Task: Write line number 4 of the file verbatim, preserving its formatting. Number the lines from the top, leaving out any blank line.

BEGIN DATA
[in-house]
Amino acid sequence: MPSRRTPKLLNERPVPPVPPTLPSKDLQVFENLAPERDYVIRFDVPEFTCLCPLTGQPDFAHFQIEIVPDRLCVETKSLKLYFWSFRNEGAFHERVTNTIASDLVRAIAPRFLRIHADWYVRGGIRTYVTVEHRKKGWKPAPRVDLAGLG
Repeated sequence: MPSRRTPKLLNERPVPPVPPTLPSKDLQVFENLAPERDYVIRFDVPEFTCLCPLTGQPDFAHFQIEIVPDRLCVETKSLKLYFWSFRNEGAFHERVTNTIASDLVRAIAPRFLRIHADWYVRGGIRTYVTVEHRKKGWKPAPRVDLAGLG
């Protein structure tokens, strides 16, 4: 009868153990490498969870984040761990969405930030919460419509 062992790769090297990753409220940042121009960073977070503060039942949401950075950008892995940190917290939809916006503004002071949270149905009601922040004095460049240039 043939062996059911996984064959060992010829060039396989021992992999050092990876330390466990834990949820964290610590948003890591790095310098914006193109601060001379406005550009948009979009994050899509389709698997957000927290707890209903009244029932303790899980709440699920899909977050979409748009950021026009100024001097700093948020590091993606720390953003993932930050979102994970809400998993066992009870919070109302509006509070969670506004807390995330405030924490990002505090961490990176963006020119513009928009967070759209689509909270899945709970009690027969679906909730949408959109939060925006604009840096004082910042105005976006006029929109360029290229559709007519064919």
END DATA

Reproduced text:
């Protein structure tokens, strides 16, 4: 009868153990490498969870984040761990969405930030919460419509 062992790769090297990753409220940042121009960073977070503060039942949401950075950008892995940190917290939809916006503004002071949270149905009601922040004095460049240039 043939062996059911996984064959060992010829060039396989021992992999050092990876330390466990834990949820964290610590948003890591790095310098914006193109601060001379406005550009948009979009994050899509389709698997957000927290707890209903009244029932303790899980709440699920899909977050979409748009950021026009100024001097700093948020590091993606720390953003993932930050979102994970809400998993066992009870919070109302509006509070969670506004807390995330405030924490990002505090961490990176963006020119513009928009967070759209689509909270899945709970009690027969679906909730949408959109939060925006604009840096004082910042105005976006006029929109360029290229559709007519064919």